Understanding Glass Repair

Understanding Glass Repair

A crack, a ding, a broken pane – whether it’s the glass in your home, office, or car, you may be wondering what does it take to fix it? There are multiple ways to approach residential glass repair, and the best path depends on the type of the glass and the kind of damage.

To Repair or Replace?

In a home or office setting, you are most likely dealing with damaged window panes, glass cabinet fronts, or glass doors and shower enclosures. If the damage is slight, such as a small break at the corner, in most cases, the glass can be repaired. However, with the many variations in types of glass in these glass features, you may find that replacing the whole glass piece is necessary, regardless of the type of damage. For example, even if you have a broken corner on a window pane, you may need to replace the entire piece because you’ve discovered the old wooden frame it rests in is also damaged or compromised and a thicker piece of glass creates a better seal and minimizes leaky windows.

Alternatively, if that same pane is insulated glass, often called double or triple-pane windows, the pane and frame will need to be replaced in its entirety. Insulated glass is made of multiple glass panes separated by a vacuum or gas-filled space in order to reduce heat transfer and increase its energy efficiency. Because these layered pane windows are made to certain specifications in the factory, it is effectively one unit and cannot be repaired at the component level.

Safety Glass

Safety glass deserves special consideration as it is has more applications than you may think and has different thresholds for when it is possible to repair or when it is more appropriate to replace. The term safety glass is used to refer to any glass that has been enhanced to make it less likely to break or less likely to pose a threat when broken. The most common types are tempered glass and laminated glass. Tempered glass has been toughened during its production to be stronger than normal glass and when damaged, it will break into granular pieces instead of sharp shards. It is common in glass doors, tables, shelves, and shower enclosures, among other applications, but like normal glass, it will need to be replaced in whole if it is cracked or punctured.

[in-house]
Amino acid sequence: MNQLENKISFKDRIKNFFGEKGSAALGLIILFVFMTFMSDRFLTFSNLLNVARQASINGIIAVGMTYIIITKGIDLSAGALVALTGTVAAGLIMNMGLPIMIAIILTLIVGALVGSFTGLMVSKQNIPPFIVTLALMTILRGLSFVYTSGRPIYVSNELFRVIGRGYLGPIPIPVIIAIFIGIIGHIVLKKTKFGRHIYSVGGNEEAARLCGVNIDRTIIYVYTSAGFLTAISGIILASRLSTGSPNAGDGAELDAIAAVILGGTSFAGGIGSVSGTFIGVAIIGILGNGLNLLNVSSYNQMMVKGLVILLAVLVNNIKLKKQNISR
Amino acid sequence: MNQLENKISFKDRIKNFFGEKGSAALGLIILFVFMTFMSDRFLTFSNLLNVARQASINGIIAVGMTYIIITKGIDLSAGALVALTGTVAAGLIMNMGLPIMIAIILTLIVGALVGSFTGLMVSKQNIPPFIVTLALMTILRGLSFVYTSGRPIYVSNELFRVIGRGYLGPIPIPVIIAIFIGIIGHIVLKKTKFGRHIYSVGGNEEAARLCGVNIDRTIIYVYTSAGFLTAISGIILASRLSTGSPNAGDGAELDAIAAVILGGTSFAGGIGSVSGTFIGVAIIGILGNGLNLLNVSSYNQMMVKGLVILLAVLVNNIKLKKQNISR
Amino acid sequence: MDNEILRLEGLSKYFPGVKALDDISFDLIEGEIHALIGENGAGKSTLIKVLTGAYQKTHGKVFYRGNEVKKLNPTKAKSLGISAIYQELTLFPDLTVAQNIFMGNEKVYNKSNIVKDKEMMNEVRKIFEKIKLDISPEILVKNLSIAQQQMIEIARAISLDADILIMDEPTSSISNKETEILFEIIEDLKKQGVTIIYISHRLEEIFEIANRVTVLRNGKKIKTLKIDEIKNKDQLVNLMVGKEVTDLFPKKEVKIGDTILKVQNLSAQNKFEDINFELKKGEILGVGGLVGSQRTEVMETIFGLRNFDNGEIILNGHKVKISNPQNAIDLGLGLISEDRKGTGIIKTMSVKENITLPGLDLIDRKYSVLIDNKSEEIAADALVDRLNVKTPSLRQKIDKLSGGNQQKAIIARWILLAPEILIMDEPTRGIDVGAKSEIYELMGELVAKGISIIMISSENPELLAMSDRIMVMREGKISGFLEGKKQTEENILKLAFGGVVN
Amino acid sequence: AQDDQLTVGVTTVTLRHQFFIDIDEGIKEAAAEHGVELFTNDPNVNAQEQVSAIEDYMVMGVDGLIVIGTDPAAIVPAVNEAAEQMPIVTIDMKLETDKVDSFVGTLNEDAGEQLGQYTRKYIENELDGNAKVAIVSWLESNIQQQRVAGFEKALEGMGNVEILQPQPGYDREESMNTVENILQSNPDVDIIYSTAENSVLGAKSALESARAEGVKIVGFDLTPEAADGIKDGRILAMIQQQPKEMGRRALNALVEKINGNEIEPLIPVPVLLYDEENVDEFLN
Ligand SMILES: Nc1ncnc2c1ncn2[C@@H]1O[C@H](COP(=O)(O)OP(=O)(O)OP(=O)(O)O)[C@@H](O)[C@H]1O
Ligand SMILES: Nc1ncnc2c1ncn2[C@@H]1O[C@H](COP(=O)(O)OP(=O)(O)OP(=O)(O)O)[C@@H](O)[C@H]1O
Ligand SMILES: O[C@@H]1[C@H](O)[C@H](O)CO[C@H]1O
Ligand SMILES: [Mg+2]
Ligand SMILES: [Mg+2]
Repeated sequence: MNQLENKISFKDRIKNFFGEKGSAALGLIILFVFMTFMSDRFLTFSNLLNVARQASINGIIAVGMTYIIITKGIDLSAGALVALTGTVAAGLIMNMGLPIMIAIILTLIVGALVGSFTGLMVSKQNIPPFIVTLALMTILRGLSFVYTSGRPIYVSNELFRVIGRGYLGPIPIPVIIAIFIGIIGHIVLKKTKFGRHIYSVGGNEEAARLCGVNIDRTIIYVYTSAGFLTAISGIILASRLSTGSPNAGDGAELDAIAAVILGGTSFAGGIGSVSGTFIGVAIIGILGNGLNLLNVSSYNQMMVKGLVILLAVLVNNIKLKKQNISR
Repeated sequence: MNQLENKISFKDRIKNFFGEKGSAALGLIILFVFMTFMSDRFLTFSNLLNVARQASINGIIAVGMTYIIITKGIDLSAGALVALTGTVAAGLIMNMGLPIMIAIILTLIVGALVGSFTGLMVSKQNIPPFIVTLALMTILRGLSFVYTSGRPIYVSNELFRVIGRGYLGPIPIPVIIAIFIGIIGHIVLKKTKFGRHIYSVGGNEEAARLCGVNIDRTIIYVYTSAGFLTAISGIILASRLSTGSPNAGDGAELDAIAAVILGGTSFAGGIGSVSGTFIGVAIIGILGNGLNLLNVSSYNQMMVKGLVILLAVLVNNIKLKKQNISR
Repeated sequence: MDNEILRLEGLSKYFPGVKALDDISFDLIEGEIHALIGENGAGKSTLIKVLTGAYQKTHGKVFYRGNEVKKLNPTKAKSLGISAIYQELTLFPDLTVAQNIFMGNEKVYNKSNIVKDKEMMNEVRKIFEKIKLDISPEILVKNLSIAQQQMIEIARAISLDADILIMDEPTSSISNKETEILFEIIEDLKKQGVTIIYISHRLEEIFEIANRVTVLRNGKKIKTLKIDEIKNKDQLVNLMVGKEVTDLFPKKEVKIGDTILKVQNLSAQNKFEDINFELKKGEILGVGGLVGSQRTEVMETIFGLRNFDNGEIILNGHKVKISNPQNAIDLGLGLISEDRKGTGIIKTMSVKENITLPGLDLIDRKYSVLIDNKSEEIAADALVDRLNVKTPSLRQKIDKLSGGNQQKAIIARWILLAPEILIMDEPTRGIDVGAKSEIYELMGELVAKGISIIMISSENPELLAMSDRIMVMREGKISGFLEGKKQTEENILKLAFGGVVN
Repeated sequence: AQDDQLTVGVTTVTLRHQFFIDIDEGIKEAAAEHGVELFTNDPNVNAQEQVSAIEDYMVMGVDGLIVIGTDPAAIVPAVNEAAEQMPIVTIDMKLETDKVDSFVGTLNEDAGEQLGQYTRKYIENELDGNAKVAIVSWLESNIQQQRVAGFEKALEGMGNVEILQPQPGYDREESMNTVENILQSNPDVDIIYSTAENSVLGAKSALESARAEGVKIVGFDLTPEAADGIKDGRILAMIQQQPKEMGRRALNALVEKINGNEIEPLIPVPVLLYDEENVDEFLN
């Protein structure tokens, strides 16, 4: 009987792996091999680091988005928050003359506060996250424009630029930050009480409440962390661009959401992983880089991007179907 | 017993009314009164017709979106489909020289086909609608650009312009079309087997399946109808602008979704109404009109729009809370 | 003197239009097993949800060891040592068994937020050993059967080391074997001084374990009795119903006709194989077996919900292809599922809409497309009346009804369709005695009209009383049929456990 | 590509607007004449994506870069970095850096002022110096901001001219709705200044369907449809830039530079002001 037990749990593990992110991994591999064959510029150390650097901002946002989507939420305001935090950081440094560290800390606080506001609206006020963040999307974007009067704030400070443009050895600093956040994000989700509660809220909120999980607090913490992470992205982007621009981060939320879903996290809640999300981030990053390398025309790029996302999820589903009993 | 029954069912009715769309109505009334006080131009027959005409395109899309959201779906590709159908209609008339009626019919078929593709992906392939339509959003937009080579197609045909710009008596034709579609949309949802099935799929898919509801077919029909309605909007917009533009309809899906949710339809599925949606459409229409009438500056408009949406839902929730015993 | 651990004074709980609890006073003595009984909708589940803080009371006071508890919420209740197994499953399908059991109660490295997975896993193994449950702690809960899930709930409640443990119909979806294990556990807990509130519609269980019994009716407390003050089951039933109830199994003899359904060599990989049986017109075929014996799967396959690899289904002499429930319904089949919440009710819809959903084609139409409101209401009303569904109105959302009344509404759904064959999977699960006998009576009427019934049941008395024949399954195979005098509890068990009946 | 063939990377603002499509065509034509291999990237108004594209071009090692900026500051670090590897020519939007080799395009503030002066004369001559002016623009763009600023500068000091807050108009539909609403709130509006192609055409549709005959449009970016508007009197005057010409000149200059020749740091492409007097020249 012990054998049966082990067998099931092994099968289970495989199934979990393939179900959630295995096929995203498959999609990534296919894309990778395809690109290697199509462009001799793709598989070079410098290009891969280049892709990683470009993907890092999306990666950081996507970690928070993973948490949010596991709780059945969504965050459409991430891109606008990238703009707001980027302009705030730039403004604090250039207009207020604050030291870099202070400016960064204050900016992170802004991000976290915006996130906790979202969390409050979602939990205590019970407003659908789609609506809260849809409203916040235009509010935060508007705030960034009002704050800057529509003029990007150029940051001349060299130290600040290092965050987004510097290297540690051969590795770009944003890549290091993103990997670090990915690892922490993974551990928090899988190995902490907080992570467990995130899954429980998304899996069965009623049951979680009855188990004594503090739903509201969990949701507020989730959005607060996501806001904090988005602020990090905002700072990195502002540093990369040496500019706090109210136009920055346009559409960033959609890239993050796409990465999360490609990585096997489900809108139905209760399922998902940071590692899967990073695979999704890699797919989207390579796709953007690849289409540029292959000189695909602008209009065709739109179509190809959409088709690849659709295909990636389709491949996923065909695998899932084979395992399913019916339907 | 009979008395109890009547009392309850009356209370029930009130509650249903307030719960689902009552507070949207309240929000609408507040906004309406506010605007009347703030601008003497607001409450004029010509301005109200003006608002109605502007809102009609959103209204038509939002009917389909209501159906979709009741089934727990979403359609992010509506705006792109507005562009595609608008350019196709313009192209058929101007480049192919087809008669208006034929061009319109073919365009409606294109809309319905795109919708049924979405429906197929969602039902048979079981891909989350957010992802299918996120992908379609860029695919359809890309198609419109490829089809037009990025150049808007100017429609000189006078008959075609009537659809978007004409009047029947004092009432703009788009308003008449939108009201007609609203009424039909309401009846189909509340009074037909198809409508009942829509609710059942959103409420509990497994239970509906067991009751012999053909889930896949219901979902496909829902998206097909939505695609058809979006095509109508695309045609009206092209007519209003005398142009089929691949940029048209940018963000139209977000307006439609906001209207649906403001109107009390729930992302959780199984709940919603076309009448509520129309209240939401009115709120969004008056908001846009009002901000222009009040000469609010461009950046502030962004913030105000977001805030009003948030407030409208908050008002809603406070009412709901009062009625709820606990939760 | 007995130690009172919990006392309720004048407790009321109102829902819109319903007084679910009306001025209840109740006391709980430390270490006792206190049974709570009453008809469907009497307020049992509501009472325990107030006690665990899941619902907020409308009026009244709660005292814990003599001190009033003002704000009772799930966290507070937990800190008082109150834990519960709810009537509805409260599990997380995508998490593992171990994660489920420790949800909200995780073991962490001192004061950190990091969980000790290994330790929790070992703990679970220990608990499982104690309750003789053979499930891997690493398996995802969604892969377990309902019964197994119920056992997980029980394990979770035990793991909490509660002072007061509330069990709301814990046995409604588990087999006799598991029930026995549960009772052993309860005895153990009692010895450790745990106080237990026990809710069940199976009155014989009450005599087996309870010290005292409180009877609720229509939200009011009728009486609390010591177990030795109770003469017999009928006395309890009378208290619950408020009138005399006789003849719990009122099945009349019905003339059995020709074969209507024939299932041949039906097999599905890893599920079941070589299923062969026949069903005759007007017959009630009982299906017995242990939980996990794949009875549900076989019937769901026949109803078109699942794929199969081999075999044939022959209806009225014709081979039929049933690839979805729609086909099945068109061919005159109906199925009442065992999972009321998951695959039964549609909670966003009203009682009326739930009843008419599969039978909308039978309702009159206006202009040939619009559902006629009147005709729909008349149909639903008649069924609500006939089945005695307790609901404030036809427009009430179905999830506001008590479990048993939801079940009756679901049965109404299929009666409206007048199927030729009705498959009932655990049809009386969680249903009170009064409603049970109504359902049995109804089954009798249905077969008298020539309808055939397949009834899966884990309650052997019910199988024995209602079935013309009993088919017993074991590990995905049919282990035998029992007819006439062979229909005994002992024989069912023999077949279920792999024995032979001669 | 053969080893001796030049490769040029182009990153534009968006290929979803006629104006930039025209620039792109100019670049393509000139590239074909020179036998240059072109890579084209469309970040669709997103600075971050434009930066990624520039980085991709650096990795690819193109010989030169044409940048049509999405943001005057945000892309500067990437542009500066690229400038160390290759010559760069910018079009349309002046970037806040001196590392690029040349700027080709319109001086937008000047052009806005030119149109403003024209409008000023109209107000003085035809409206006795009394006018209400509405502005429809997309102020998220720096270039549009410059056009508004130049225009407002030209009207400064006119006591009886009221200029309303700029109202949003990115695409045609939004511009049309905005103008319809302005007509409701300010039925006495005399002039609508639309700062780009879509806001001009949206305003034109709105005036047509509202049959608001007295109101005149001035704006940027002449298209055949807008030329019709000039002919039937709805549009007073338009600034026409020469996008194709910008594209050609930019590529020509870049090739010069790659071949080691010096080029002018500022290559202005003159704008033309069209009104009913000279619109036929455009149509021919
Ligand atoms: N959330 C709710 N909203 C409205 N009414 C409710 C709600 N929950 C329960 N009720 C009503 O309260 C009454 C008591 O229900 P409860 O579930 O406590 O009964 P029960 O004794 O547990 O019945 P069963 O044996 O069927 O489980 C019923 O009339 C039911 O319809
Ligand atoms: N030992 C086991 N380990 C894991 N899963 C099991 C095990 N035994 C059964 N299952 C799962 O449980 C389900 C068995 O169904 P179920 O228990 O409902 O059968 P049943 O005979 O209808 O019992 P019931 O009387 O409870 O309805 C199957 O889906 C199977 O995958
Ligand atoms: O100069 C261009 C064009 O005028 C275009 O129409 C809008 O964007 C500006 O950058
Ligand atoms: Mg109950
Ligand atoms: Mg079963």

Laminated safety glass is typically two panes of glass joined by a sheet of polymer or plastic laminate between them, which keeps the glass from dangerously fracturing and coming apart when it is damaged. This type of safety glass can be used in combination with tempered glass, and is typical of car windows. If you get a crack or a small pit in your windshield, you may be able to avoid windshield replacement, as long as the damage does not compromise both layers of glass.

Not sure what type of glass you have or whether you should repair or replace your damaged glass? Contact Dan’s Glass and we would be glad to discuss your repair options. As a full service glass company, we are here for all of your residential, commercial, and auto glass needs.

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